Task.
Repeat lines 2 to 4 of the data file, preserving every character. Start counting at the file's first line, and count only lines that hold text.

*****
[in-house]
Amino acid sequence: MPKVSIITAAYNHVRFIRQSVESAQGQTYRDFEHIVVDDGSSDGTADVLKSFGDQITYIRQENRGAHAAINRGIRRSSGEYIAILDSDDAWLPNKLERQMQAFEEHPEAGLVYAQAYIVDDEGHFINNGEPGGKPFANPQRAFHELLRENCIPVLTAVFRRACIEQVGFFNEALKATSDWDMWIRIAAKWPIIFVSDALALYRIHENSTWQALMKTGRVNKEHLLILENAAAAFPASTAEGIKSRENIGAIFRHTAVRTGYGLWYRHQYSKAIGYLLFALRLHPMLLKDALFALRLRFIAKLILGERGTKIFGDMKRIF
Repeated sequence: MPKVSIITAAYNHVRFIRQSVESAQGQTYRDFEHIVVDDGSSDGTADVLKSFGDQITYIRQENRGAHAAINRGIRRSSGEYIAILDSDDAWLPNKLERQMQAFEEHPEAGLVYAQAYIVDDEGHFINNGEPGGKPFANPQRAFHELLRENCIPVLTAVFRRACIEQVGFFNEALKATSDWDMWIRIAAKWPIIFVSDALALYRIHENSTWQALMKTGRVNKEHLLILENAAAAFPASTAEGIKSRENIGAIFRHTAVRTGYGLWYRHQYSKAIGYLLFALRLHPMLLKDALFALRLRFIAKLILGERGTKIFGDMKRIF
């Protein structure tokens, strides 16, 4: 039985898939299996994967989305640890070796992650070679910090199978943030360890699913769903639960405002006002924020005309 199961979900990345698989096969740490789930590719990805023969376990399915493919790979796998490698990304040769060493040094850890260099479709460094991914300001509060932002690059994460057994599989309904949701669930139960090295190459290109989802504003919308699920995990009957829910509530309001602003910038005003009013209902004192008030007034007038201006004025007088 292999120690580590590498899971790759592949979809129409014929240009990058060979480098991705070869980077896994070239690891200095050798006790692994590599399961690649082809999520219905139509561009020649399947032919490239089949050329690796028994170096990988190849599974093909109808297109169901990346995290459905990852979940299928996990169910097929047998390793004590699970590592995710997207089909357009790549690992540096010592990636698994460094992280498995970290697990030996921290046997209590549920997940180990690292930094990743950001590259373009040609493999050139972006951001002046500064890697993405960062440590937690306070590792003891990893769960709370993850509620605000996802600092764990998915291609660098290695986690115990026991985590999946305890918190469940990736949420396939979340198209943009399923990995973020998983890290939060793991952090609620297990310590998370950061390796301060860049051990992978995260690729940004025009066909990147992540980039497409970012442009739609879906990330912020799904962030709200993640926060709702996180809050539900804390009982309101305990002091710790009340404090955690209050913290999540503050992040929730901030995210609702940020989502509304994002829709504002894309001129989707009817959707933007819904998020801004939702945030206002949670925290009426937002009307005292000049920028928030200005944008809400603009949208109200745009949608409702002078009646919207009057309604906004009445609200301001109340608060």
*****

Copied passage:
Amino acid sequence: MPKVSIITAAYNHVRFIRQSVESAQGQTYRDFEHIVVDDGSSDGTADVLKSFGDQITYIRQENRGAHAAINRGIRRSSGEYIAILDSDDAWLPNKLERQMQAFEEHPEAGLVYAQAYIVDDEGHFINNGEPGGKPFANPQRAFHELLRENCIPVLTAVFRRACIEQVGFFNEALKATSDWDMWIRIAAKWPIIFVSDALALYRIHENSTWQALMKTGRVNKEHLLILENAAAAFPASTAEGIKSRENIGAIFRHTAVRTGYGLWYRHQYSKAIGYLLFALRLHPMLLKDALFALRLRFIAKLILGERGTKIFGDMKRIF
Repeated sequence: MPKVSIITAAYNHVRFIRQSVESAQGQTYRDFEHIVVDDGSSDGTADVLKSFGDQITYIRQENRGAHAAINRGIRRSSGEYIAILDSDDAWLPNKLERQMQAFEEHPEAGLVYAQAYIVDDEGHFINNGEPGGKPFANPQRAFHELLRENCIPVLTAVFRRACIEQVGFFNEALKATSDWDMWIRIAAKWPIIFVSDALALYRIHENSTWQALMKTGRVNKEHLLILENAAAAFPASTAEGIKSRENIGAIFRHTAVRTGYGLWYRHQYSKAIGYLLFALRLHPMLLKDALFALRLRFIAKLILGERGTKIFGDMKRIF
């Protein structure tokens, strides 16, 4: 039985898939299996994967989305640890070796992650070679910090199978943030360890699913769903639960405002006002924020005309 199961979900990345698989096969740490789930590719990805023969376990399915493919790979796998490698990304040769060493040094850890260099479709460094991914300001509060932002690059994460057994599989309904949701669930139960090295190459290109989802504003919308699920995990009957829910509530309001602003910038005003009013209902004192008030007034007038201006004025007088 292999120690580590590498899971790759592949979809129409014929240009990058060979480098991705070869980077896994070239690891200095050798006790692994590599399961690649082809999520219905139509561009020649399947032919490239089949050329690796028994170096990988190849599974093909109808297109169901990346995290459905990852979940299928996990169910097929047998390793004590699970590592995710997207089909357009790549690992540096010592990636698994460094992280498995970290697990030996921290046997209590549920997940180990690292930094990743950001590259373009040609493999050139972006951001002046500064890697993405960062440590937690306070590792003891990893769960709370993850509620605000996802600092764990998915291609660098290695986690115990026991985590999946305890918190469940990736949420396939979340198209943009399923990995973020998983890290939060793991952090609620297990310590998370950061390796301060860049051990992978995260690729940004025009066909990147992540980039497409970012442009739609879906990330912020799904962030709200993640926060709702996180809050539900804390009982309101305990002091710790009340404090955690209050913290999540503050992040929730901030995210609702940020989502509304994002829709504002894309001129989707009817959707933007819904998020801004939702945030206002949670925290009426937002009307005292000049920028928030200005944008809400603009949208109200745009949608409702002078009646919207009057309604906004009445609200301001109340608060």